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Suppose we have three 6-sided die that all share the same common bias:

For a single dice: let the probability of rolling a 2 or $P(2) = 2{\times}P(1$), let the probability of rolling a 3 or $P(3) = 3{\times}P(1)$, and so on...

Such that: $P(2) = 2P(1), P(3) = 3P(1), P(4) = 4P(1), P(5)=5P(1), P(6)=6P(1)$

Given that the sum of all the probabilities is 1, we can get that $P(1) = 1/21, P(1) {\approx} .0476$

My question are as follow:

A) Given two die are rolled what is the probability that the sum of the faces of the die is 3? How about 6?

B) Given that three die are rolled what is the probability that the sum of the faces of the die is 9? What about 10?

I made this problem myself after adapting a problem I saw that involved a single dice that had the bias described above. I have a good idea of how the probability is calculated, I just wanted to see how other people approach the problem, just to make sure I am doing it the most efficient way possible. I was also wondering if there is a frequentist method of solving the problem.

Also does anyone have Diagrams of how a PDF of would look like for 2 or 3 die rolled?

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  • $\begingroup$ What do you mean by "frequentest" (or frequentist?) method? $\endgroup$ – Stephen Herschkorn Jul 31 '13 at 5:54
  • $\begingroup$ Meaning you look at the probabilities in terms of the frequency you would expect to see them appear in a given number of trials. So for example: randomly guessing on a 40 question multiple choice test with 4 choices per question the probability of getting a correct answer is 25%. So you would expect a frequency of about 10 correct questions on the 40 question exam. en.wikipedia.org/wiki/Frequentist_probability Thanks for the heads up on the misspell. $\endgroup$ – StudentofEuler2718 Aug 3 '13 at 2:33
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For (A) and two biased dice, $P(S=3)=\frac{1\times 2 + 2\times 1}{21^2} = \frac{4}{441}$ and similarly $P(S=6)= \frac{1\times 5 + 2\times 4 + 3\times 3 + 4\times 2 + 5\times 1}{441}$ (which you can simplify).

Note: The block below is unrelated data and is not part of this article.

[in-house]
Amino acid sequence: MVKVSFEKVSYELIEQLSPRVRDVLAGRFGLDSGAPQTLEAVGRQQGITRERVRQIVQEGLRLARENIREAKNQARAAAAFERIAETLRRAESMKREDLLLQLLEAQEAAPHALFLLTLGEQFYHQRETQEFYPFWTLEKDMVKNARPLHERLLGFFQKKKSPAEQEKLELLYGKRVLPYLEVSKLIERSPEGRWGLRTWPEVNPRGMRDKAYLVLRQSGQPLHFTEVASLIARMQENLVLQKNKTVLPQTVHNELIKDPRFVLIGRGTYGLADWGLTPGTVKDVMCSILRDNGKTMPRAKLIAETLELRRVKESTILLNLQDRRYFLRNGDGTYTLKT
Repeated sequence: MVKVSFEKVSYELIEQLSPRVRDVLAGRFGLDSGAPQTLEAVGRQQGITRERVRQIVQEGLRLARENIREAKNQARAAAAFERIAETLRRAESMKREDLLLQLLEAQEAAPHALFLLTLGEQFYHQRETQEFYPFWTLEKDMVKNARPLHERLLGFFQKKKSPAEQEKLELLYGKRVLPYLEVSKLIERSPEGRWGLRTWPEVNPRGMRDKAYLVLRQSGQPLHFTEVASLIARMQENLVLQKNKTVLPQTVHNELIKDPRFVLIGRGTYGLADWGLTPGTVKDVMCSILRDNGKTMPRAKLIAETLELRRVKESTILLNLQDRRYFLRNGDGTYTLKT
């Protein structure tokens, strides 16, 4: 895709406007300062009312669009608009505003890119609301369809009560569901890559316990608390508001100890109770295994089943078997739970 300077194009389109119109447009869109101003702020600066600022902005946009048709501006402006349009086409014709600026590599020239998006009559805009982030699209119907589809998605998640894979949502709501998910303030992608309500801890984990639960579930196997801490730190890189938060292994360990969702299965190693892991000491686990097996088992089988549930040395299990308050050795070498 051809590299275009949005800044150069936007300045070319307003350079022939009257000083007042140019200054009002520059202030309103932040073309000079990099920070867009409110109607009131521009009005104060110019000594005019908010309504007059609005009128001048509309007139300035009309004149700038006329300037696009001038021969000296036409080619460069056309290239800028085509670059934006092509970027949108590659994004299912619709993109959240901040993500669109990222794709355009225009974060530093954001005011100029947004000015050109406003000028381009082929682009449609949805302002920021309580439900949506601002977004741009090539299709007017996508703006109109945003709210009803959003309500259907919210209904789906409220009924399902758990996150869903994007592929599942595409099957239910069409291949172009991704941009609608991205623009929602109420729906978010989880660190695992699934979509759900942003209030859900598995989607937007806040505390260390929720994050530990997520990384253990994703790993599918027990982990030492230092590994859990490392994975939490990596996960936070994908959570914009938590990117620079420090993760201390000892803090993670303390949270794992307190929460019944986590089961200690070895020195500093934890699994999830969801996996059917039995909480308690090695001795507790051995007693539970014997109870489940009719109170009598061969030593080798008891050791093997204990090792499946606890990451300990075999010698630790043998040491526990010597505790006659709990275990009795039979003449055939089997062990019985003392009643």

For (B) and three biased dice, you cannot get a sum above $18$.

The probability mass functions look like this, and you can see the Central Limit Theorem starting to have an impact despite the biasedness

enter image description here

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  • $\begingroup$ My mistake, I made a ridiculous error in my head when I asked part B. Regardless, your pdf answers it. Thank you very much! $\endgroup$ – StudentofEuler2718 Jul 31 '13 at 1:02
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I think the best way to handle this is via the probability generating function $\pi(z) = Ez^X = \frac1{21}\sum_{k=1}^6 k z^k$ for the value $X$ from a roll of a single die. The probability generating function for the sum of $n$ independent rolls is $[\pi(z)]^n$. Multiply out the polynomilas (a CAS - e.g., Mathematica® or Maple - will help) and read off the coefficents.

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  • $\begingroup$ I like this approach as well. Could you please describe the variables in more detail though? I have only brief experiences with generating functions. $\endgroup$ – StudentofEuler2718 Aug 3 '13 at 2:36

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